The Guyanese government on Thursday formally filed its Application with the International Court of Justice in The Hague, over its border controversy with neighbouring Venezuela.
The application stems from a decision in January last by United Nations Secretary General, Antonio Guterres, following a decades long claim by the Spanish speaking South American Country—disputing an 1899 Arbitral award that had demarcated the land boundary between the two countries.
Guyana has since called on the ICJ, to “confirm the legal validity and binding effect of the 1899 Arbitral Award regarding the boundary between Guyana and Venezuela.”
A public missive issued by Guyana’s Ministry of Foreign Affairs on Thursday said the English speaking country in its litigation petition to the ICJ, notes, that while Venezuela has never produced any evidence to justify its belated repudiation of the 1899 award, “it has used it as an excuse to occupy territory to Guyana in 1899, to inhibit Guyana’s economic development and to violate Guyana’s sovereignty and sovereign rights.
Guyana in its application to the ICJ asserts that for more than six decades, Venezuela had consistently respected and recognized the validity and binding force of the 1899 ruling and the 1905 map agreed to by both sides in furtherance of the Award.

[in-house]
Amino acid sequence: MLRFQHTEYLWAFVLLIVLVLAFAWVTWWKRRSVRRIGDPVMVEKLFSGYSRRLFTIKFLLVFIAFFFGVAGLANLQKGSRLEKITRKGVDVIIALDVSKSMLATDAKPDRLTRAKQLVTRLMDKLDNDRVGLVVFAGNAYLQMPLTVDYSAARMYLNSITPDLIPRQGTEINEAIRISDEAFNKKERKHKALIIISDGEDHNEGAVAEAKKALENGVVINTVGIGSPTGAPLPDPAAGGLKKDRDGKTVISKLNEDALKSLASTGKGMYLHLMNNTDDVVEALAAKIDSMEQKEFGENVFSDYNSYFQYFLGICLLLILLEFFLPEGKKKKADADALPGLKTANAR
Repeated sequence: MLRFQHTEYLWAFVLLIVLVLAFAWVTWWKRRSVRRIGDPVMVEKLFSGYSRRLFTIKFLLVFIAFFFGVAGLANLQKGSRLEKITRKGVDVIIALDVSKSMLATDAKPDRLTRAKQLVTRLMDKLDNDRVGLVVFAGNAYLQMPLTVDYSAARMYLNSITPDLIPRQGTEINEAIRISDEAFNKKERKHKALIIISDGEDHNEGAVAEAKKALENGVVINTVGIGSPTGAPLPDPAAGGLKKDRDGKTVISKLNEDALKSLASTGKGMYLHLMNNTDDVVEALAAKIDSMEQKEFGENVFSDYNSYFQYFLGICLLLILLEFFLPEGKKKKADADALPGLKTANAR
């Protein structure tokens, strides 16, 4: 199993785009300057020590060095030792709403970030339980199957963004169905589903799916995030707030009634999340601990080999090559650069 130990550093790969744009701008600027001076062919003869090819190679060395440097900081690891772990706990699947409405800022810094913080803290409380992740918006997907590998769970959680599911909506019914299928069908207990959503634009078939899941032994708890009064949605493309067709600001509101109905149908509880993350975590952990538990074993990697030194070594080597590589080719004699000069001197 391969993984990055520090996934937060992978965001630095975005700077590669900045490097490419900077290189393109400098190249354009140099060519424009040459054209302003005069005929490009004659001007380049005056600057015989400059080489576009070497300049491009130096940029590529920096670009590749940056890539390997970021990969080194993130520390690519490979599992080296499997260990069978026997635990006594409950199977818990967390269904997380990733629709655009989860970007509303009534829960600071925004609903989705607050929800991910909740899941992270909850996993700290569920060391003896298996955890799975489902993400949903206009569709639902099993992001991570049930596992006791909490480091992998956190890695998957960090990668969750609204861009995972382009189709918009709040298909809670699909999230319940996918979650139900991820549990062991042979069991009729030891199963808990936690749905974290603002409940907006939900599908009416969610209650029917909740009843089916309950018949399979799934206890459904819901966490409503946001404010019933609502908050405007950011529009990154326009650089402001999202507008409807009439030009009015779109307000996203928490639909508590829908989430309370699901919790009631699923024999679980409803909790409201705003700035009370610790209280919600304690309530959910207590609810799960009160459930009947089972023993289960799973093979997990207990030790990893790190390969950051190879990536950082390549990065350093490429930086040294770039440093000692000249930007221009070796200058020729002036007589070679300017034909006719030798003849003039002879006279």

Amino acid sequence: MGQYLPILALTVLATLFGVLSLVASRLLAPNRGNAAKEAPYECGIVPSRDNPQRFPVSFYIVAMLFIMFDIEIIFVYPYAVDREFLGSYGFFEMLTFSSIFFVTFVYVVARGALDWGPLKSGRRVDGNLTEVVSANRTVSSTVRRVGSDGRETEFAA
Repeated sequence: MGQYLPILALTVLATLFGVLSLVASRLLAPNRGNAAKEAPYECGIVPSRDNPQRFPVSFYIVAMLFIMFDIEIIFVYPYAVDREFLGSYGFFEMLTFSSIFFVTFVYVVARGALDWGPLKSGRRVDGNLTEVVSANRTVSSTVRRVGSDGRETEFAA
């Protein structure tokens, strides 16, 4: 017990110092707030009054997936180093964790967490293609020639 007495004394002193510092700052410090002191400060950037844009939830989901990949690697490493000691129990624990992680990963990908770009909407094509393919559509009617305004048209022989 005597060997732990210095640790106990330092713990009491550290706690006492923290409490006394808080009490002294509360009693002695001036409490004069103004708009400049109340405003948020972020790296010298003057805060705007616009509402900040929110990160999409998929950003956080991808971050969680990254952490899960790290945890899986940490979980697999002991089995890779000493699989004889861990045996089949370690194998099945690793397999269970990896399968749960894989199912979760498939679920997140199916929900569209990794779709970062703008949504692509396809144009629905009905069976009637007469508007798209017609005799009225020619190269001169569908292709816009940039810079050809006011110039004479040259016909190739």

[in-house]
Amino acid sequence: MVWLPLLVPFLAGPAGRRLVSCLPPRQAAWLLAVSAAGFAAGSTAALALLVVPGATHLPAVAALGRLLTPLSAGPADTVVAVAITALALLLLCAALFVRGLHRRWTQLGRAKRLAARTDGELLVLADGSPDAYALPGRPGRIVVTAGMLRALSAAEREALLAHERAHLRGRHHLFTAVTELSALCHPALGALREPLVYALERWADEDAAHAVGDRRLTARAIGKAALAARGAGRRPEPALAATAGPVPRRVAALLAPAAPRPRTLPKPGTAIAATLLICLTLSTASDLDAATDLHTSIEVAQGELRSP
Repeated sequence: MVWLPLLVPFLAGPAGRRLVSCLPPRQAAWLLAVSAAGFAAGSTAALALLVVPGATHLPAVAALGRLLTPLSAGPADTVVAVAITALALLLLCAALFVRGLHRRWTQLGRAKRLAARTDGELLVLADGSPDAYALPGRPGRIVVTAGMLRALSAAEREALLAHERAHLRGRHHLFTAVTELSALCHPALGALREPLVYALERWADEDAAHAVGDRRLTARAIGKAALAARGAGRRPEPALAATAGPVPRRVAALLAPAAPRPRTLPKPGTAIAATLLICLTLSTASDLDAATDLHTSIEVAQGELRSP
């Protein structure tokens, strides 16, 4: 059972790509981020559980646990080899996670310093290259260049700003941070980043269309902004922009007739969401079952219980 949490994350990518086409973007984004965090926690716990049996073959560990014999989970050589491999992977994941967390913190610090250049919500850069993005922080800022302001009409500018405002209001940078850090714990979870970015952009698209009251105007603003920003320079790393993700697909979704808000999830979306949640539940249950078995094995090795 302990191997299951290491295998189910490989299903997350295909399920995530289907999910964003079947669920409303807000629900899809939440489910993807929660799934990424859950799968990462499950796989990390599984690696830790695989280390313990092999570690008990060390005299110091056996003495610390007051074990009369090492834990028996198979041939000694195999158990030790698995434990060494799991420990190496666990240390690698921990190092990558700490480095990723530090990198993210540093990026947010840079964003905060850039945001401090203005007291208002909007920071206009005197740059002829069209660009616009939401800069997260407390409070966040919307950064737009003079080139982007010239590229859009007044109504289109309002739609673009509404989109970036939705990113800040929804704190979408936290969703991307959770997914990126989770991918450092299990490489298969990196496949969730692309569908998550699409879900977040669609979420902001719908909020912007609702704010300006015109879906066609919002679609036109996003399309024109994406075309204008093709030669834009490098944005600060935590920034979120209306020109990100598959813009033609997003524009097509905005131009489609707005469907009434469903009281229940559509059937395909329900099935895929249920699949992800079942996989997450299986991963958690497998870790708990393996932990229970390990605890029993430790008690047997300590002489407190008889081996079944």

“Venezuela had only changed its position formally in 1962, as the United kingdom was making final preparations for the independence of British Guyana and had threatened to not recognize the new state or its boundaries unless the United Kingdom set aside the 1899 Award and to cede to Venezuela all of the Territory West of the Essequibo river amounting to some two thirds of Guyana’s Territory.”
The application to the ICJ was formally submitted and filed with the court’s Registrar, Mr. Philippe Couvreur by the country’s Vice President, Carl Greenidge—Guyana’s Minister of Foreign Affairs and International Cooperation.
At the time he remarked, “Guyana has respected the Secretary General’s decision and placed its faith in the International Court of Justice to resolve the controversy.”
The country’s legal team is being spearheaded by former Secretary General of the Commonwealth of Nations, Sir Shridath Ramphal.